I'm so sorry to hear about Mr Santa's grunting and on and off diarrhea over the past couple of days.
Is he eating normally?
I know his stools are loose on and off but is the amount of stool more or less than usual?
Grunting noises indicate pain in a bunny. This may be due to mouth pain secondary to sharp tooth edges with abnormal tooth wear, or abdominal pain or nausea.
His loose stools may be due to improper chewing (because his teeth hurt) or might be due to a gastrointestinal obstruction (hairball) or abnormal motility leading to changes in gut flora and increased gas.
Showing obvious signs of pain in a bunny indicates there is a serious problem. Bunnies are a prey species and will hide their pain until it is bad enough that they can no longer do so. If they don't chew properly, don't eat constantly, or don't take in enough fiber their gut motility slows down tremendously. Once a bunny's intestines and stomach aren't moving properly they can experience abdominal pain which can decrease their appetite further. Poor mobility can also cause bacterial overgrowth which inhibits normal digestion and increases painful gas accumulation, which further suppresses the appetite. This can also cause loose stools
There are several things that can cause loose stools and pain in a bunny his age. Tooth problems and abnormal wear of molars can make it painful to eat. A mass in the abdomen, unfortunately abscesses are common in bunnies too, or an obstruction from eating something non-digestible he was chewing on.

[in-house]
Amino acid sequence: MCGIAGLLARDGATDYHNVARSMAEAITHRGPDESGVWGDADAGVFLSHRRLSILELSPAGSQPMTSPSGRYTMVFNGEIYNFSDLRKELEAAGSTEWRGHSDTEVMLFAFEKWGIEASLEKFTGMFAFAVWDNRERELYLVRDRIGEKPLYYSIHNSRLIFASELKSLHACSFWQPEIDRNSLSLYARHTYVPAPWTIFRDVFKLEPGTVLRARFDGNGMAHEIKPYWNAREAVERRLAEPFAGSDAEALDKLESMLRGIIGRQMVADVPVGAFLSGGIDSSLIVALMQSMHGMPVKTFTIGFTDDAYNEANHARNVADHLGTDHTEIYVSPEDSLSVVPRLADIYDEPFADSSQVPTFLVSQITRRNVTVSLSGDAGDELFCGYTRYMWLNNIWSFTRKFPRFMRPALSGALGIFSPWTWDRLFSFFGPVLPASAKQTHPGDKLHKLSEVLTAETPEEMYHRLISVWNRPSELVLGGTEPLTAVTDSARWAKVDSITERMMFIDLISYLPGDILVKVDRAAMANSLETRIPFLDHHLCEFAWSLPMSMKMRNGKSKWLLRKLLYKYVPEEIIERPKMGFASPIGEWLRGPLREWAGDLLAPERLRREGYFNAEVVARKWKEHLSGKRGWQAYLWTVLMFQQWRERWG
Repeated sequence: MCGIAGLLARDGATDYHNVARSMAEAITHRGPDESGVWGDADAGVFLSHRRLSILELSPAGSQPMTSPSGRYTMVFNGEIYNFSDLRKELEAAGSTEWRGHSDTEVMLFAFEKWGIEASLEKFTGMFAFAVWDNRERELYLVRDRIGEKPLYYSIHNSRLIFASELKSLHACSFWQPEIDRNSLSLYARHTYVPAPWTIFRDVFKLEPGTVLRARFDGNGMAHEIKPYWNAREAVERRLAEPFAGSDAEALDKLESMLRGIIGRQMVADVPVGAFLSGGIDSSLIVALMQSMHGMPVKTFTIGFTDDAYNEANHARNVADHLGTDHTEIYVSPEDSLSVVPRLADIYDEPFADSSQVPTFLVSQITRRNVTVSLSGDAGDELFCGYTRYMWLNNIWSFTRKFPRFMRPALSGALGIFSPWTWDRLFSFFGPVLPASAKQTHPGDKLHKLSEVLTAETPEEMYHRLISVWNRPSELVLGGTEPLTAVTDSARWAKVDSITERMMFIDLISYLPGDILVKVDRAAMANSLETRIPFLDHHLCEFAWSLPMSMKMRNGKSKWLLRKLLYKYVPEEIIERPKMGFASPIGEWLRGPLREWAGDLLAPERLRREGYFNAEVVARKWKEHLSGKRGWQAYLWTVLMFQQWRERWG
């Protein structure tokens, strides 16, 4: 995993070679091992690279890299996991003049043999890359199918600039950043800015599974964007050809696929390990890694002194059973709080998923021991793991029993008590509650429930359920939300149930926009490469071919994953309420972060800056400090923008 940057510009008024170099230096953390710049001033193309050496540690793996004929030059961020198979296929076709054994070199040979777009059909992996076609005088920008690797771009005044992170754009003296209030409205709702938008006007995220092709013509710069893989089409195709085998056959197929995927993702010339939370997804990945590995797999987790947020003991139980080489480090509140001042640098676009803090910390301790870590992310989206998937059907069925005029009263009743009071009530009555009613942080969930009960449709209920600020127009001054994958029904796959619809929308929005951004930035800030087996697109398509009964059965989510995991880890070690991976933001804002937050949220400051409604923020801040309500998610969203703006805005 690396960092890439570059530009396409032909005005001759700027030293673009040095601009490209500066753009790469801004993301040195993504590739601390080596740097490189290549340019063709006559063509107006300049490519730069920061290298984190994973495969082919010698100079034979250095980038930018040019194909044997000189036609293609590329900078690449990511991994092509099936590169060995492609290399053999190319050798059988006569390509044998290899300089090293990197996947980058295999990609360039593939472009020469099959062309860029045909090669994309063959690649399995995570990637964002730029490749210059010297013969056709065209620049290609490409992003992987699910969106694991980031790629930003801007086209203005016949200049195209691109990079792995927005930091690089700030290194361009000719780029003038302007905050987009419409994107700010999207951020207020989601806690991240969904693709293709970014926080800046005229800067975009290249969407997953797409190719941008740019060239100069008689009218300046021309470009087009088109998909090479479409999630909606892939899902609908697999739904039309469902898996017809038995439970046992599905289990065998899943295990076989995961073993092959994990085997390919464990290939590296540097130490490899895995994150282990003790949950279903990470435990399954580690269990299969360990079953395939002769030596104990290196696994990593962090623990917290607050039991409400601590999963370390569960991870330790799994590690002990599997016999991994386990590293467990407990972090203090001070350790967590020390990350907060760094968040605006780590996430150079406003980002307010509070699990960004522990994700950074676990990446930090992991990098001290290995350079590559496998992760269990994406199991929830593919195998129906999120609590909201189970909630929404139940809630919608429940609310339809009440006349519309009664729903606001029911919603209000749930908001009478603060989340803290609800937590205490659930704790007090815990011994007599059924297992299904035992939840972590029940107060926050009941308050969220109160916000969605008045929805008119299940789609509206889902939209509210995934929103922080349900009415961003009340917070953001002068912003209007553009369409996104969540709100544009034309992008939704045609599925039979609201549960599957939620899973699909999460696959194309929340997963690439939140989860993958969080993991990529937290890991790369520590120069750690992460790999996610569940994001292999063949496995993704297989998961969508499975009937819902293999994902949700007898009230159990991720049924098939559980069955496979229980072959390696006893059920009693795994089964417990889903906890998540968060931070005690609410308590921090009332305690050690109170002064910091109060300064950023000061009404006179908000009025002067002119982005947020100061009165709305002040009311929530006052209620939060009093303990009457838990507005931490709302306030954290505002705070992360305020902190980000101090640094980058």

Ideally your bunny would be seen by an experienced rabbit veterinarian as soon as possible. Here is a link to help you find one in the area you are in now in case she gets sicker and cannot wait until tomorrow: http://www.rabbit.org/vets/vets.html
If he isn't drinking well and has loose stools he needs subcutaneous or intravenous fluids given daily as if he is dehydrated that will only make him sicker.
While you are waiting to have him seen I recommend keeping him confined, and force feeding him if he stops eating with a mixture of ground pellets, pedialyte and vegetable baby foods like green beans, squash or carrots every few hours to try and stimulate gut motility. If you can find Oxbow critical care diet that is even better for force feeding. He should be force fed frequently, every 3 hours during the day if you are able. If you cannot find Oxbow critical care your veterinarian should have this or can order it for you. If you are unable to get this in the meantime continue using a mix of ground up pellets, no sugar pedialyte and veggie baby foods in a syringe.
Make sure he has constant access to timothy or mixed grass hay. He needs fiber to restore normal motility.
Ideally he would also be placed on a probiotic to restore his normal gut bacterial population. Here is an example of a rabbit probiotic: http://www.nutramaxlabs.com/vet/products/Proviable-rb.aspx
I also recommend he be medicated with Reglan (metoclopramide) every 6 to 8 hours to try and restore normal gut motility. Your veterinarian can prescribe this.
Best of luck with your bunny. Let me know if you have any further questions.